555 timer IC question

Discussion in 'The Projects Forum' started by PhoenixSS, Feb 6, 2011.

  1. PhoenixSS

    Thread Starter New Member

    Feb 6, 2011

    I am trying to create a mini signal generator using 555 timer IC.

    I created the circuit using

    C1 = 10e-6
    R1 = 1000 Ω
    R2 = 5400 ~ 55400 Ω ( I varied the R2 by adding a series of 2200Ω, 2200Ω, 1000Ω resistors and one 50000Ω potentiometer

    From what I know the output voltage of the system should yield 2/3 the Vcc.

    Since I am using 9V battery, it should yield ~ 6 volts. However, I am only getting around 4V. Please let me know what I can do to maximize the output voltage.

    Thanks in advance!

    PS. also I know that input voltage is 4.5 V ~ 15V for IC timer. What would happen if I input 2 9V batteries and provide 18V in series?
  2. jpanhalt

    AAC Fanatic!

    Jan 18, 2008
    Welcome to AAC.

    Can you show us the circuit you have designed? Without it, C1, R1, and R2 have no meaning.

  3. PhoenixSS

    Thread Starter New Member

    Feb 6, 2011
  4. jpanhalt

    AAC Fanatic!

    Jan 18, 2008
    I think the main problem is that the voltage you are measuring is not the peak to peak voltage. Your voltmeter simply cannot respond to the frequency the device puts out. An oscilloscope will give you a truer picture of the actual voltage. John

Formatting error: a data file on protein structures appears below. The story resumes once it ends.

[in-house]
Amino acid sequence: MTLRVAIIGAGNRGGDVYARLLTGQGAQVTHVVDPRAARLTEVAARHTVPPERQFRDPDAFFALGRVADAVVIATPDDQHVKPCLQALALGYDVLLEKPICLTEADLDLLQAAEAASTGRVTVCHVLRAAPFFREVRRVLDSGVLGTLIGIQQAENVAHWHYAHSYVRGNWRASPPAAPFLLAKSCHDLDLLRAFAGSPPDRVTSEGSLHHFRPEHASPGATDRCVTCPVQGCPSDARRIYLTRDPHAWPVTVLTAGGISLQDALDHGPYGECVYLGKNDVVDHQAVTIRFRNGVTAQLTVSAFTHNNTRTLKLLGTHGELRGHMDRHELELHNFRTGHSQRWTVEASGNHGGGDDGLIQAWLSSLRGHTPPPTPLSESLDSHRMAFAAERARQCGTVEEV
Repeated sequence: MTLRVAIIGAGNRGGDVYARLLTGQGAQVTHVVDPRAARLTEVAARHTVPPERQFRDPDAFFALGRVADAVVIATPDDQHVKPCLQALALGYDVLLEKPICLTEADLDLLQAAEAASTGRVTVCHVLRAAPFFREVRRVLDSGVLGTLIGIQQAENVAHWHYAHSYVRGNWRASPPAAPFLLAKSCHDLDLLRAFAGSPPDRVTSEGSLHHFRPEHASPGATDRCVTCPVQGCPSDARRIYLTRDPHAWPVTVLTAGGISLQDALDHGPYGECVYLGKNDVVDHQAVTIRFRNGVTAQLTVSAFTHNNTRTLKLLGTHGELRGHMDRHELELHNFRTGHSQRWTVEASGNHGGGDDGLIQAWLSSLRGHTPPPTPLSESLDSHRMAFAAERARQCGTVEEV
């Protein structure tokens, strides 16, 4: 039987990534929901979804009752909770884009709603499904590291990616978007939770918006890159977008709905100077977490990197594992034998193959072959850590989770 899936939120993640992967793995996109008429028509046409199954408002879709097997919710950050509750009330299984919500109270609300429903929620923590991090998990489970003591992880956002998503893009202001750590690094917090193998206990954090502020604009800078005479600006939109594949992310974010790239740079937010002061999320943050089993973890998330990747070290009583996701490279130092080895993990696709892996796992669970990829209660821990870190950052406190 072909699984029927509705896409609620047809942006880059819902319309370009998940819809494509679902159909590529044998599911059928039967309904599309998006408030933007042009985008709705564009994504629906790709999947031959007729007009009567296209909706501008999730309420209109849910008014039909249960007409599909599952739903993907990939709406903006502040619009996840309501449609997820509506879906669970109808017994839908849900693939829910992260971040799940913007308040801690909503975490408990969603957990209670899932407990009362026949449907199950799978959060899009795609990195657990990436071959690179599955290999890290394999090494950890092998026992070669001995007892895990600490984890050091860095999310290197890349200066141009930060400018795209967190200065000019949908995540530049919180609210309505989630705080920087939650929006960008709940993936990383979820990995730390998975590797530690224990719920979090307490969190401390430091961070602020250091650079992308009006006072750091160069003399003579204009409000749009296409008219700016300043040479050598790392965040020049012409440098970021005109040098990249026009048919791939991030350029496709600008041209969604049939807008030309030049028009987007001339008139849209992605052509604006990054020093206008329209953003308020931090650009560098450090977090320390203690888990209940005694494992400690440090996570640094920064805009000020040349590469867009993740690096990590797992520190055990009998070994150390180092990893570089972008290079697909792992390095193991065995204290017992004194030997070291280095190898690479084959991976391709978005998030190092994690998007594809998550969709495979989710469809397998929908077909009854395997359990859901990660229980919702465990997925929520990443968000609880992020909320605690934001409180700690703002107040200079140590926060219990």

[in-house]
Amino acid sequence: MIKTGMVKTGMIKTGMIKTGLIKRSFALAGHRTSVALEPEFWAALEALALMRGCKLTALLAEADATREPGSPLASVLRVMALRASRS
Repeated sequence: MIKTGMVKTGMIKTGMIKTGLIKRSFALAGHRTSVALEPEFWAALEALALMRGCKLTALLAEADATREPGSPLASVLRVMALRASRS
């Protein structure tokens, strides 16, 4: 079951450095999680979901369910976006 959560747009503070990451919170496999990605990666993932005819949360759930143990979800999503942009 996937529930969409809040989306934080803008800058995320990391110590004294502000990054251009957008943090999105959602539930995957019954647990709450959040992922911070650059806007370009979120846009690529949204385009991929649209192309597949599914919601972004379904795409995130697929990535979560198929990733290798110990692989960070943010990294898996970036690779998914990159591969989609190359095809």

5. SgtWookie


    Jul 17, 2007
    In the schematic you referenced, C1 is on the CTRL pin; it stabilizes the threshold voltage. C2 is the timing capacitor.

    If you have omitted C2, the timer will oscillate at a very high frequency, and your pot will have little influence over the output frequency since the capacitance from pin 6 to ground (the battery negative terminal) will be near zero.

    As far as the "color chokras" - it's hogwash; snake oil, utter nonsense - a makeover of Royal Rife's pseudo-"research".
  6. Wendy


    Mar 24, 2008
    We have several tone generator circuits in Volume 6, the experiments section. A lot of it I wrote.

    I'm not a believer, like Wookie, but I always support experimentation. Life is funny, you usually tend to learn more from failure than success, and the act of trying something new is valuable.

    The 555 produces about 1.2V less than the power supply for the top of its pulse, it is inherent in the chip design. 9V batteries also drop their voltage from 9V to 7V pretty fast, they are not discharged, it is also part of their design and most portable electronics is designed for it.

    Jpanhlt is also correct, your meter isn't really designed for what you are trying to do.